Photo courtesy Knopf
Roger Hobbs had barely graduated Reed last year before he landed his first major book deal for Ghostman, a brutal crime novel that hit shelves yesterday. The book is an unflinching, nightmarish trip through the criminal underground that focuses on an armed robbers race against a psychopathic killer, and it’s being swarmed with positive reviews (read our review here). So far, the rights to the book have sold in 13 countries, and Warner Brothers bought the movie rights. Which is to say, Hobbs success has been meteoric (and hopefully a defense of the liberal arts education). In preview of his talk at Powell’s on Wednesday, February 20th at 7:30pm, we couldn’t resist asking him about how he managed to balance a college degree and a novel, his hardcore writing schedule, and how Portland's perpetual darkness influences his work.

 

Culturephile: Ghostman has been incredibly well received. Did you expect such success with your debut novel? How have you been handling all of this?
Roger Hobbs:
Nobody expects something like this to happen on the first novel. Nobody. When I wrote Ghostman, I was living on one package of Top Ramen a day and sleeping on a love seat in an unheated apartment. I would walk to the library every morning, go down to the basement, stake out a place by the outlets, and write for 12 to 16 hours. At a certain point, I was only working that long so I wouldn't have to go home and freeze. This book's early success changed a lot of things in my life—now I have my own apartment, I live with my girlfriend, and I never go hungry. I travel all around the country and get to do what I do best—write.

Twelve to sixteen hours? That’s crazy. How did you balance school and writing a novel? Were there times when you wanted to give up on writing Ghostman, or alternately, times you thought about dropping out of Reed?
I never once considered giving up on either work or school. In fact, I had several other projects going while I was at college, and the work never bothered me. At Reed I wrote two novels, two spec television episodes, and a movie. I had an article in the New York Times as a freshman, then sold the film rights as a sophomore. Writing isn't a choice for me. I have to do it, or otherwise I'll go crazy. My coursework at Reed was a welcome break from my writing, and vice-versa. Honestly, I never really considered it unusual. Most of my Reedie friends worked just as hard, only at different things. We're a hardworking group.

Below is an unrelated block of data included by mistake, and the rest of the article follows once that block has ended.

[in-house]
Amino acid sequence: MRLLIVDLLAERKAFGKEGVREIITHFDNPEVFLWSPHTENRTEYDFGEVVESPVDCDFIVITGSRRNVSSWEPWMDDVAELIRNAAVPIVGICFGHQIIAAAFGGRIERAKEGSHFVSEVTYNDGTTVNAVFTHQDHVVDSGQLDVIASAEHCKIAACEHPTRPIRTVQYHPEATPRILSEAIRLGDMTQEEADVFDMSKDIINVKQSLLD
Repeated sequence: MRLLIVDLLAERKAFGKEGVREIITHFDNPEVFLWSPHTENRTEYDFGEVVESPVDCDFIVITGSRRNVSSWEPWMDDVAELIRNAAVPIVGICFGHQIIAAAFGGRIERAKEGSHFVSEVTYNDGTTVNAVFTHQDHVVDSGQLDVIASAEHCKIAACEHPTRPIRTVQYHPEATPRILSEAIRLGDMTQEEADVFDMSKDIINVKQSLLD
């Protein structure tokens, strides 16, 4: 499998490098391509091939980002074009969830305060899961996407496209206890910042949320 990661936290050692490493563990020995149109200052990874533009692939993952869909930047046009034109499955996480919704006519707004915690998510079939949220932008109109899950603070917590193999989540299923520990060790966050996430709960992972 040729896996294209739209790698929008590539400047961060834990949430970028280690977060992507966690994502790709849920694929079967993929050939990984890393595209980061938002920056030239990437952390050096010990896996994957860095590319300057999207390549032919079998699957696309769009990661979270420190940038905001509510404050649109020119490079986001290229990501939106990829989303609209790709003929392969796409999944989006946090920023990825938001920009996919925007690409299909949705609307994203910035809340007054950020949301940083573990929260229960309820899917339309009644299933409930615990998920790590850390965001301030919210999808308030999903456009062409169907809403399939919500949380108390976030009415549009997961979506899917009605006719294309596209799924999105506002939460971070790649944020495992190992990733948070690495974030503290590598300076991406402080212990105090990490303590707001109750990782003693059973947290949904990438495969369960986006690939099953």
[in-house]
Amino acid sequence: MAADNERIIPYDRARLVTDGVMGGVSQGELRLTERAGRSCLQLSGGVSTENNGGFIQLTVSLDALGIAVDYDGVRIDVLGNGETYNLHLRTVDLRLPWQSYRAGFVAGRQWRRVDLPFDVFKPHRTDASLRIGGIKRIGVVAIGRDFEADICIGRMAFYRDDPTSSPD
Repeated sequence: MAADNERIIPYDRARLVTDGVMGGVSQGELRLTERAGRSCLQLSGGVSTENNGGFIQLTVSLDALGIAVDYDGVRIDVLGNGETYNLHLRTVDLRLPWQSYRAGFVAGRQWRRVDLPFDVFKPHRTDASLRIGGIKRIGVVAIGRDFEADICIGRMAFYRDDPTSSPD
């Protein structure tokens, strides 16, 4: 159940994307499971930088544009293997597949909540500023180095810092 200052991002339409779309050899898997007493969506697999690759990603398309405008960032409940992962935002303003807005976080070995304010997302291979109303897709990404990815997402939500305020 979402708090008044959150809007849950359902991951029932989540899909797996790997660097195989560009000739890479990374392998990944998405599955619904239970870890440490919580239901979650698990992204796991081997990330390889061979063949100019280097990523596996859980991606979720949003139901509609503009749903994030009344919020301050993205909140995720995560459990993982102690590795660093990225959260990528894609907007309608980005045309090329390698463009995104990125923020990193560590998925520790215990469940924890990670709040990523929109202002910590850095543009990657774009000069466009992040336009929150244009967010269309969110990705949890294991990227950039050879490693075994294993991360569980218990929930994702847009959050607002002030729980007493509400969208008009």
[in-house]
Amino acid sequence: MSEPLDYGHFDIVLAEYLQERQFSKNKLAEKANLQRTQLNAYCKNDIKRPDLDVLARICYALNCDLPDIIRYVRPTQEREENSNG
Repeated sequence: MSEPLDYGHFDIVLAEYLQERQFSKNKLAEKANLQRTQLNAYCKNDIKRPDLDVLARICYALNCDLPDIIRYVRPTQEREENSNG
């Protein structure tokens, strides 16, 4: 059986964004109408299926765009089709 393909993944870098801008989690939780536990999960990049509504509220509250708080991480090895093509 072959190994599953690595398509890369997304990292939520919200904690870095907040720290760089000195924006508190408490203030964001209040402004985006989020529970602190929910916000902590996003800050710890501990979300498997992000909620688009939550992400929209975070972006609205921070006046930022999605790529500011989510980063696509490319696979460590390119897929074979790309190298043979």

What was your inspiration for this novel? Why crime fiction?
I got the idea for Ghostman the summer after my sophomore year at Reed. I was walking home late after a movie when I came across an armored car depot. It was a plain white unmarked building with rows and rows of armored cars parked out front. I sneaked up and touched a few, and my mind started whirling—what do you think I would need to rob one of these? That night I went home and wrote the first chapter of what would become Ghostman.

Portland is such a writers’ town. Does anything about the city contribute to your style of writing or your choice of subject material? The long winters or the rain, say?
The thing that I love most about Portland isn't the rain, but the darkness. Even when the sun comes out, it's never bright here. Nobody wears sunglasses. During the winter months, Portland is submerged in a perpetual twilight—and that's a fantastic atmosphere for a crime writer like me. I like to work at night to avoid distractions, and Portland's quiet, dark, industrial silence definitely helps me set the mood. I love listening to the trains at night, drinking coffee in the rain, and eating breakfast from a steamy food truck.

Darkness certainly sets the tone for the criminals in your novel, who are especially brutal. The Wolf's back story is told in great detail and definitely stands out. Wow you were able to create such dark, murderous villains? Do you consider yourself to be a dark person?
The main character of Ghostman is an armed robber. Since armed robbers aren't usually sympathetic heroes, I wanted to make sure that the bad guys would be the worst, most terrifying dudes I could imagine. They had to be clearly, dramatically, terrifyingly more evil than my hero. I was very strategic. I did a lot of research of famous criminals and criminal gangs and tried to pick aspects from the ones that scared me most. I don't consider myself a dark person, certainly, I just enjoy the thrill of a villain who is so smart or so crazy that the reader doesn't know what he's going to do next. I wanted to write a world full of guys like Hannibal Lecter and Anton Chigurh. I must have written a dozen back stories for the Wolf before I found one shocking enough to fit my purposes.

Tell us about your next project? There are rumors you are working on a sequel.
Yes, I am! I can't say much about it, though, except that there will be a few characters returning from Ghostman, and that the plot will have you flipping back through the earlier book for clues. I want the books in this series to fit together like puzzle pieces, and the sequel will do just that. The Ghostman ending is a cliff-hanger and you might not even know it!

 

For more on Portland arts and culture, sign up for our weekly On The Town newsletter, subscribe to our RSS feed, and follow us on Twitter @PoMoArt. Visit our Arts & Entertainment Calendar for our editors’ event picks.